Probably less well known in the UK, as he left England at the age of 23, to serve the Lord in France. He received his home call in the early hours of Monday 26th July 2021 at the age of 93 years.
Born on 12.02.1928 to Christian parents in Essex, he came to the Lord at an early age. As a conscientious objector during the 2nd World War, he enlisted in civilian service on a farm. After the war, he had the call to the ministry confirmed and studied at Matlock Bible College then later in life he obtained his theology degree from London University.
His answer to the call to France was a step of faith and with conviction, it verged on recklessness as he arrived at Le Havre off the ferry on his bicycle with the address of a local Christian contact -albeit with some support from UK brethren assemblies.
With a group called French Village Workers in northern France and a tent evangelism campaign using a handcart which moved up country and with local Christians, they went around various villages. Then Pierre served in a more settled manner in Hazebrouck.
In 1954 a young lady called Jean arrived on a UK evangelism team. They were married 2 years later, lived in Hazebrouck and moved to Dunkirk/ Petite-Synthe in those days, to be mentored by a French couple and learn about church planting in France together with their french Assembly.
They became known as Pierre et Jeane.
Using his gifts, he created a bible exhibition to allow the French to read God ‘s Word, as at the time it was forbidden by the RCC. (Catholic Church). This ‘Expo-Bible’ became a tool for outreach throughout his and Jeane’s ministry in collaboration with other pioneers in this work after WW2. One has to remember protestants are a very small minority in France, evangelicals were more or less unheard of. This has changed in the last 60-70 years with slow but steady planting of bible based churches throughout France. Be in no doubt, there are still many regions without a local Christian witness.
In 1966 they moved on to Arras in the Pas-de-Calais region with their then 4 children, (their fifth and last child was born in Arras) and a deep desire to see this town hear the good news of the Gospel. Their home and particularly the basement became the meeting and evangelism room during the first 7 years. Planting a viable church in France is a long job.
Pierre said to the author that unlike other parts of the world where a missionary can have a viable church with its own pastors/elders and deacons within 3-5 years, the lead time in France is 10-15 years plus. A Macedonian call for a few mature members of neighbouring assemblies to help start a work does not happen as usually there is no near neighbouring church!
Nevertheless, with steadfast handing out evangelistic calendars and leaflets, childrens’ outreach, youth outreach and the continued use of a public Bible Exhibition in the centre of town and of course other established Christians, the Eglise Protestante Evangélique d’Arras started in the Lord’s timing during the 1970s.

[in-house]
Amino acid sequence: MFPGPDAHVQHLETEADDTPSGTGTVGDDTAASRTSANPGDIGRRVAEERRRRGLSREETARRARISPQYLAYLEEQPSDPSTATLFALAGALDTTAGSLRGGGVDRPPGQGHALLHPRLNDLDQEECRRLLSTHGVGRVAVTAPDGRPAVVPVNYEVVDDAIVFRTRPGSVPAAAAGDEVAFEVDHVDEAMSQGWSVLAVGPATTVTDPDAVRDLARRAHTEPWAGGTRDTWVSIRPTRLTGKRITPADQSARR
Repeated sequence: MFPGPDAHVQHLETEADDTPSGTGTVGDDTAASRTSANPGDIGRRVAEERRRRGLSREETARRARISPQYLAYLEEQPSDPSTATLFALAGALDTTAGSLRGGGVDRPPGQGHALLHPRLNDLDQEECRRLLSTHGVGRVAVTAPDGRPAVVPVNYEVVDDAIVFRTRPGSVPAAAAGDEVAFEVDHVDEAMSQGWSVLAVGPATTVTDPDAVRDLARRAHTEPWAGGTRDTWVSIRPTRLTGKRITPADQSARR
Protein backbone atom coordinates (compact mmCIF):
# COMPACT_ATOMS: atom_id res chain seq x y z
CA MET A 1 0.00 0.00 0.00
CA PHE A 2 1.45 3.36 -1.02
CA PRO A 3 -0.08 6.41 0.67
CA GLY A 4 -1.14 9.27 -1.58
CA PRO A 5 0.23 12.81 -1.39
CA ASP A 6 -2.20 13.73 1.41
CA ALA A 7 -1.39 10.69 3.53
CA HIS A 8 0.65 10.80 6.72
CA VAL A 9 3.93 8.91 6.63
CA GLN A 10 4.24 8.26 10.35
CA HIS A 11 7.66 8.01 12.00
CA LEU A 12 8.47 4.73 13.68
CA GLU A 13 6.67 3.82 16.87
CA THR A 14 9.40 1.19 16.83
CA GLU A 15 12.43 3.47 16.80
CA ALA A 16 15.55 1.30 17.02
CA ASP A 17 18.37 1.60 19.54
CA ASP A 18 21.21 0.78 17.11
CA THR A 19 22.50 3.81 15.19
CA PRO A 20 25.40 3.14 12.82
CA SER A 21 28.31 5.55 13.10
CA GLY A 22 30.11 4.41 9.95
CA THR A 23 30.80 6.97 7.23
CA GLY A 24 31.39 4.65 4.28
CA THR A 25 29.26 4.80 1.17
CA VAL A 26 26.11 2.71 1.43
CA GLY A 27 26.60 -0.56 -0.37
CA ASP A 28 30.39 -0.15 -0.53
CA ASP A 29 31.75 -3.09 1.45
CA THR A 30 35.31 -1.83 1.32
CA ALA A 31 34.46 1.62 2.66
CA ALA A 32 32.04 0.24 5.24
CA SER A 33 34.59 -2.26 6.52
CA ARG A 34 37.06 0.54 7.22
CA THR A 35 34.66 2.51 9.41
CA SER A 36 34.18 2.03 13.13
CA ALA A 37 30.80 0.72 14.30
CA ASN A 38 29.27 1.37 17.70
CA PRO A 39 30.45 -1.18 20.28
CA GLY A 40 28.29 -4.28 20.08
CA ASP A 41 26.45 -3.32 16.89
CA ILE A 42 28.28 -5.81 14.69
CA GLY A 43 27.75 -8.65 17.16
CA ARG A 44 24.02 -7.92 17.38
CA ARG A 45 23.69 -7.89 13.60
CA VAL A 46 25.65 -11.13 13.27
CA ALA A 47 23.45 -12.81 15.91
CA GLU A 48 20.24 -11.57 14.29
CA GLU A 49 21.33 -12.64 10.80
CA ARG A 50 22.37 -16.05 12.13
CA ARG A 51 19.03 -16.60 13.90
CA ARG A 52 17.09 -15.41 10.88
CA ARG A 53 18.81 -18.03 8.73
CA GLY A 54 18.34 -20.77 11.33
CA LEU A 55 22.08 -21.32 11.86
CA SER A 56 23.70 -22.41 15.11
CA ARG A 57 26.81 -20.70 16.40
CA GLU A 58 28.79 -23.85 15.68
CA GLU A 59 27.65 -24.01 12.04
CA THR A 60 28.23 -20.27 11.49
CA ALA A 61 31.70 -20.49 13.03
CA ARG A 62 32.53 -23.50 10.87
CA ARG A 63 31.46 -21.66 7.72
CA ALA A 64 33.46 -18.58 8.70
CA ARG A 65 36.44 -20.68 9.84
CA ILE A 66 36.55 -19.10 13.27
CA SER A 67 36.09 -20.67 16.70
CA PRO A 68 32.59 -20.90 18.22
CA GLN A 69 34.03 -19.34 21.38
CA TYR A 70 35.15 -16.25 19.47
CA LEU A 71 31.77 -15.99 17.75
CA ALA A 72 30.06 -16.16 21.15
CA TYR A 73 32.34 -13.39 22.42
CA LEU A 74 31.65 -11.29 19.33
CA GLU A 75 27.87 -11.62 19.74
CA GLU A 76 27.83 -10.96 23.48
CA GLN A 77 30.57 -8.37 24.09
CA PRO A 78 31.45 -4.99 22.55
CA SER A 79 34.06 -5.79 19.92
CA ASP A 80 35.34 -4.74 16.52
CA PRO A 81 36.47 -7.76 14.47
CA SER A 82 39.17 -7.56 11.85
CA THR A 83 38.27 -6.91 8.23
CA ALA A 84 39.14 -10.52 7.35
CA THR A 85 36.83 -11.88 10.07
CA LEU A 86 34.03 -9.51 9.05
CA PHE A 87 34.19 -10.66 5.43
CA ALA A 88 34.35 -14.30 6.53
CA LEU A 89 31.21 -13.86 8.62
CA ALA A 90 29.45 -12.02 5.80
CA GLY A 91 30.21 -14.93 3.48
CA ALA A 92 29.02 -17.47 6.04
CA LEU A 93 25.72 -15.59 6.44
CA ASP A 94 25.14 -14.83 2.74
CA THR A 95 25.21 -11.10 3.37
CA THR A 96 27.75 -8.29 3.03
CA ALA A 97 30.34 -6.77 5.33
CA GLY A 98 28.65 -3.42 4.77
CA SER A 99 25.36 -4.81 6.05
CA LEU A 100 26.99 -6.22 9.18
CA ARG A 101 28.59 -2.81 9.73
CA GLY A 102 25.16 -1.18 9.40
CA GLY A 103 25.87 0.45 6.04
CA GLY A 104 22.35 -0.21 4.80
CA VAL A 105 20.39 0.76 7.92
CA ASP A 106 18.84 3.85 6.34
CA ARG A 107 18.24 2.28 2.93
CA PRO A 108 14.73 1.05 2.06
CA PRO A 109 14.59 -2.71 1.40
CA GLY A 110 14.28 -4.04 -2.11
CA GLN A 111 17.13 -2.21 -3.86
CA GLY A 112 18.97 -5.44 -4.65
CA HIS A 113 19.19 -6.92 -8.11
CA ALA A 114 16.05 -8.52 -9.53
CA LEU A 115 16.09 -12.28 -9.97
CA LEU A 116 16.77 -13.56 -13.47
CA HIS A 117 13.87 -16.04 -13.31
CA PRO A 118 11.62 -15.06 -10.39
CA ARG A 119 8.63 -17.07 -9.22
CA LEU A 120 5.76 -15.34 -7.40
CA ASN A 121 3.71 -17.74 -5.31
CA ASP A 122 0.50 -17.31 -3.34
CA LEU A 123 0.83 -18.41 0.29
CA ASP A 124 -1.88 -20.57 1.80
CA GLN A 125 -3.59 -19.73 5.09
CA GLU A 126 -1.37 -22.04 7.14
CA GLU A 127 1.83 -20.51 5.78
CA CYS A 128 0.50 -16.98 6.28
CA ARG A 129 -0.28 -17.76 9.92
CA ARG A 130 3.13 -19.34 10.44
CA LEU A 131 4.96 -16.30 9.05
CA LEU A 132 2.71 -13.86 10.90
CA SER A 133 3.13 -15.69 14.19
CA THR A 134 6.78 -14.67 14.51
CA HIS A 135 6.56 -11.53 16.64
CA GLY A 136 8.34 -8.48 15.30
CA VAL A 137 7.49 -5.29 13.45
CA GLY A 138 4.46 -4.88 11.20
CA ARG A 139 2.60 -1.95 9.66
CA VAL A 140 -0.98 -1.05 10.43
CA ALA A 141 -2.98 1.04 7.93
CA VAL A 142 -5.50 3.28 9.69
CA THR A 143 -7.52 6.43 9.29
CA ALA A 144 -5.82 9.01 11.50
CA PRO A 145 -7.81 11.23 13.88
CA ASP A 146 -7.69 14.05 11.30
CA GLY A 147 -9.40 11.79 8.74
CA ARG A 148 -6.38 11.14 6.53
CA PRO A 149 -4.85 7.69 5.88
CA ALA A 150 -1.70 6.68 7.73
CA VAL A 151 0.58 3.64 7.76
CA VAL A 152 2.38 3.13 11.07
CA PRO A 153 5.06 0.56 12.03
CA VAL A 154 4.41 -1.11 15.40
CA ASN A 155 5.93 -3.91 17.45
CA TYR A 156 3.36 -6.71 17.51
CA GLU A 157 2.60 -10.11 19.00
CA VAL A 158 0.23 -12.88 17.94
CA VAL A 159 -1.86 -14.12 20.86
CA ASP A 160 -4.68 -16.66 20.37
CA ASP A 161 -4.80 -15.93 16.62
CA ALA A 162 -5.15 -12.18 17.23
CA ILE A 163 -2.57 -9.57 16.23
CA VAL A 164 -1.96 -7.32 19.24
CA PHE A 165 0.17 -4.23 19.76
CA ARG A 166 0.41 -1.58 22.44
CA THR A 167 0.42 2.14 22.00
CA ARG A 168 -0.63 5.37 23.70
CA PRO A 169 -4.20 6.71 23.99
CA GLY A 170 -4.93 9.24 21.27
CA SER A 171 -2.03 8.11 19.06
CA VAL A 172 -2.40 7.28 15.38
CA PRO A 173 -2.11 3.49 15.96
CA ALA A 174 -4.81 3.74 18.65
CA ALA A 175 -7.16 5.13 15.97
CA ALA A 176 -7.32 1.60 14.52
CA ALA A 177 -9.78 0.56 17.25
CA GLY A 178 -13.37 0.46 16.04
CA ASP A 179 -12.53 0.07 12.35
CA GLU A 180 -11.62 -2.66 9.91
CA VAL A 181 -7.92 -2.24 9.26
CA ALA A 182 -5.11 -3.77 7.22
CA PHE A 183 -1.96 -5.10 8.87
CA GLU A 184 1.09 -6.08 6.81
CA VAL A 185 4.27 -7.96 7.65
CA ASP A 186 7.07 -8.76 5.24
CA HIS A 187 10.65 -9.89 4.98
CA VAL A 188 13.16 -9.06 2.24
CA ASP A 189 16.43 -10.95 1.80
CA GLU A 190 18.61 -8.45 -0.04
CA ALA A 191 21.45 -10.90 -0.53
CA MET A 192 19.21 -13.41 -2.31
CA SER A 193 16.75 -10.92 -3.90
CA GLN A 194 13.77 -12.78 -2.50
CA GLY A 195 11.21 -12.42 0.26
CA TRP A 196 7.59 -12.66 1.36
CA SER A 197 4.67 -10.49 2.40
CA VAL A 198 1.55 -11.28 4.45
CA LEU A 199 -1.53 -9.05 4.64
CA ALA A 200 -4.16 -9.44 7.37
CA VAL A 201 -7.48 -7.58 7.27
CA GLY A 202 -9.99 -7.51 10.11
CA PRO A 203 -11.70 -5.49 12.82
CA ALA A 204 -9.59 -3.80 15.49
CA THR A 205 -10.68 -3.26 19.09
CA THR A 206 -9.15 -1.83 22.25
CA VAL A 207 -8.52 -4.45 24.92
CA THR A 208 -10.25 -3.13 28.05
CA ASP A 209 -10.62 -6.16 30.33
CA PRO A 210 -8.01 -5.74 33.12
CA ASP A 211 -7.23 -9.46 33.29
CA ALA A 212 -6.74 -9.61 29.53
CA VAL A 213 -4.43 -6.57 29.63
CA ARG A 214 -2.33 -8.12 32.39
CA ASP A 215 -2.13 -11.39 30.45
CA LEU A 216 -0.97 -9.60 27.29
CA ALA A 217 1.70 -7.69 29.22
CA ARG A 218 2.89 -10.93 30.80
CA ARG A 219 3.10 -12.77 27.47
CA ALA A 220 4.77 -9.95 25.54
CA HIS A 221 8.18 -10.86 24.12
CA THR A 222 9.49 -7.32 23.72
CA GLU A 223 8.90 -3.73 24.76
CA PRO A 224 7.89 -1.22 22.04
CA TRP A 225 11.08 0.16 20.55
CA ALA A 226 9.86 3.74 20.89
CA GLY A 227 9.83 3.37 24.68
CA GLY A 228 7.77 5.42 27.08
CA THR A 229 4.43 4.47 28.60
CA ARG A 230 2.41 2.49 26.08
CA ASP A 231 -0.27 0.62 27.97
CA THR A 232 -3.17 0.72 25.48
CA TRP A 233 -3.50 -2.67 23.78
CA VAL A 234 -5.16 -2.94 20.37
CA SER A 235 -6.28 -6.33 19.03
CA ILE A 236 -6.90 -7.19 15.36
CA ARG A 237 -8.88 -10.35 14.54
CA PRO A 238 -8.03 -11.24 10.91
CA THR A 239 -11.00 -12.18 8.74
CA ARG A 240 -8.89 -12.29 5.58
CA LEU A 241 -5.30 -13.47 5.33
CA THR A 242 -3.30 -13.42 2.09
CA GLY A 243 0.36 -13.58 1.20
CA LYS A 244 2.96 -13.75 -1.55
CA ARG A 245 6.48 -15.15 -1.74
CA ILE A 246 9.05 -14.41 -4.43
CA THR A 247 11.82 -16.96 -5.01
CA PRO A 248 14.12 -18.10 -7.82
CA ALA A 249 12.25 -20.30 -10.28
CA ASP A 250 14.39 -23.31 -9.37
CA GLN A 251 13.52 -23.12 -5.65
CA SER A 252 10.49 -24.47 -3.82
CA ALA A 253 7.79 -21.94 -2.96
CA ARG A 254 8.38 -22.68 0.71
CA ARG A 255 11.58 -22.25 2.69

In 2003 the assembly finally obtained their own premises on Rue Diderot in Arras. Pierre and Jeane’s basement continued to be used by Pierre as his study and library of numerous amounts of books.
Retirement was not a term familiar to Pierre. He handed the pastorate at Arras over to David Sutherland in 1999. David looked after the assembly to 2012. From this point, the assembly elected 3 elders from the members. This allowed Pierre to continue writing books, giving conferences, animating bible expos, preaching , teaching etc. As Pierre reached his late 80s, various brothers in the assembly had to step in to offer to drive Pierre to his engagements (if only for Jeane’s peace of mind). He was still able to drive locally. The author remembers a weekend he took Pierre in his late 80s to Houlgate (Normandy) with the bible expo which accompanied the outreach work for Missions Vacances. He had the energy and drive of someone half his age and still as concerned for soul winning of the lost and the sanctification of the converted as ever.
Despite failing health, and increasingly regular hospitalisations, he was always with his Bible, praying for the other patients, nursing and medical staff and witnessing. Even at the end, following his stroke in April 2021, he continued to pray and openly read the Bible which was noted by the staff. The last weeks he lost his mental capacities.
The funeral was held on Thurs 29th July in the church building in rue Diderot, Arras. Despite it being the traditional French holiday season, the building was full, from collaborators in the Lord’s work from 71 years ago to the current church youth to thank the Lord for His goodness in Pierre’s life.
David Sutherland presided and eulogies were given by three of Pierre’s children.
He is survived by his widow Jeane, 5 children, 14 grandchildren and 12 great grandchildren.